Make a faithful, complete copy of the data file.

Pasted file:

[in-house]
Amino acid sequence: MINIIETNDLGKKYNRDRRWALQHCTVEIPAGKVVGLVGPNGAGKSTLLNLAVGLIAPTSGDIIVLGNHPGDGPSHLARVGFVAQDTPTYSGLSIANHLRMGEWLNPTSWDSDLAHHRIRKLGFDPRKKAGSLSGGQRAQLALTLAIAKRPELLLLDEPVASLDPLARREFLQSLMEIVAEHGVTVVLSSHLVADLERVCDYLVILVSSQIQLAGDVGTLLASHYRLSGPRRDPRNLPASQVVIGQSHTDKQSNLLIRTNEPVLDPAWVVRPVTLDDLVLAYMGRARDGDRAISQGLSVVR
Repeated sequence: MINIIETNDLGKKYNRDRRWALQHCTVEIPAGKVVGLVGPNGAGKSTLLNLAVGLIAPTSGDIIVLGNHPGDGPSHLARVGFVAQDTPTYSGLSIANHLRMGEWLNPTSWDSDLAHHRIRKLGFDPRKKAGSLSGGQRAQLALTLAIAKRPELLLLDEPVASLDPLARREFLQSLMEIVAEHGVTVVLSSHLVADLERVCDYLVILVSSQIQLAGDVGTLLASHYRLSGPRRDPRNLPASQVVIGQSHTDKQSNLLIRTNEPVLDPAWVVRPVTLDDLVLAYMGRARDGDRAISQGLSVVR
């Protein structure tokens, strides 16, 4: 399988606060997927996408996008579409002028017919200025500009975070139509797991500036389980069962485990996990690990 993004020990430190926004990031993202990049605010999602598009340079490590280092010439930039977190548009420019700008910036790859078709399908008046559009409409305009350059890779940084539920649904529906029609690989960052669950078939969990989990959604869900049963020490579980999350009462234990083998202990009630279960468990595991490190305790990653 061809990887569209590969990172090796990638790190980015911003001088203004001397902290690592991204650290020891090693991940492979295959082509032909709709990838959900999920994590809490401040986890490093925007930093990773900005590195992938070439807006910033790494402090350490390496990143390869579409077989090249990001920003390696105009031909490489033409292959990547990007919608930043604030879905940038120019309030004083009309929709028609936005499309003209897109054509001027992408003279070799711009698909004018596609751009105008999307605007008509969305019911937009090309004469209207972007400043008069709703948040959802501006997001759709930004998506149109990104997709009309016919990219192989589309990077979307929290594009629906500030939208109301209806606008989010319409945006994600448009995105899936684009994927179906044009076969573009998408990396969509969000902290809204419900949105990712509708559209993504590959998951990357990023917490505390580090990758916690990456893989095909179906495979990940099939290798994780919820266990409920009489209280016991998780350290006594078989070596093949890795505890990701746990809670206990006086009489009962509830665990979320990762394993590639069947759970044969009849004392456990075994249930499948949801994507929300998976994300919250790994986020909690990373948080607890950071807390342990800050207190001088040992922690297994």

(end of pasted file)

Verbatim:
[in-house]
Amino acid sequence: MINIIETNDLGKKYNRDRRWALQHCTVEIPAGKVVGLVGPNGAGKSTLLNLAVGLIAPTSGDIIVLGNHPGDGPSHLARVGFVAQDTPTYSGLSIANHLRMGEWLNPTSWDSDLAHHRIRKLGFDPRKKAGSLSGGQRAQLALTLAIAKRPELLLLDEPVASLDPLARREFLQSLMEIVAEHGVTVVLSSHLVADLERVCDYLVILVSSQIQLAGDVGTLLASHYRLSGPRRDPRNLPASQVVIGQSHTDKQSNLLIRTNEPVLDPAWVVRPVTLDDLVLAYMGRARDGDRAISQGLSVVR
Repeated sequence: MINIIETNDLGKKYNRDRRWALQHCTVEIPAGKVVGLVGPNGAGKSTLLNLAVGLIAPTSGDIIVLGNHPGDGPSHLARVGFVAQDTPTYSGLSIANHLRMGEWLNPTSWDSDLAHHRIRKLGFDPRKKAGSLSGGQRAQLALTLAIAKRPELLLLDEPVASLDPLARREFLQSLMEIVAEHGVTVVLSSHLVADLERVCDYLVILVSSQIQLAGDVGTLLASHYRLSGPRRDPRNLPASQVVIGQSHTDKQSNLLIRTNEPVLDPAWVVRPVTLDDLVLAYMGRARDGDRAISQGLSVVR
């Protein structure tokens, strides 16, 4: 399988606060997927996408996008579409002028017919200025500009975070139509797991500036389980069962485990996990690990 993004020990430190926004990031993202990049605010999602598009340079490590280092010439930039977190548009420019700008910036790859078709399908008046559009409409305009350059890779940084539920649904529906029609690989960052669950078939969990989990959604869900049963020490579980999350009462234990083998202990009630279960468990595991490190305790990653 061809990887569209590969990172090796990638790190980015911003001088203004001397902290690592991204650290020891090693991940492979295959082509032909709709990838959900999920994590809490401040986890490093925007930093990773900005590195992938070439807006910033790494402090350490390496990143390869579409077989090249990001920003390696105009031909490489033409292959990547990007919608930043604030879905940038120019309030004083009309929709028609936005499309003209897109054509001027992408003279070799711009698909004018596609751009105008999307605007008509969305019911937009090309004469209207972007400043008069709703948040959802501006997001759709930004998506149109990104997709009309016919990219192989589309990077979307929290594009629906500030939208109301209806606008989010319409945006994600448009995105899936684009994927179906044009076969573009998408990396969509969000902290809204419900949105990712509708559209993504590959998951990357990023917490505390580090990758916690990456893989095909179906495979990940099939290798994780919820266990409920009489209280016991998780350290006594078989070596093949890795505890990701746990809670206990006086009489009962509830665990979320990762394993590639069947759970044969009849004392456990075994249930499948949801994507929300998976994300919250790994986020909690990373948080607890950071807390342990800050207190001088040992922690297994």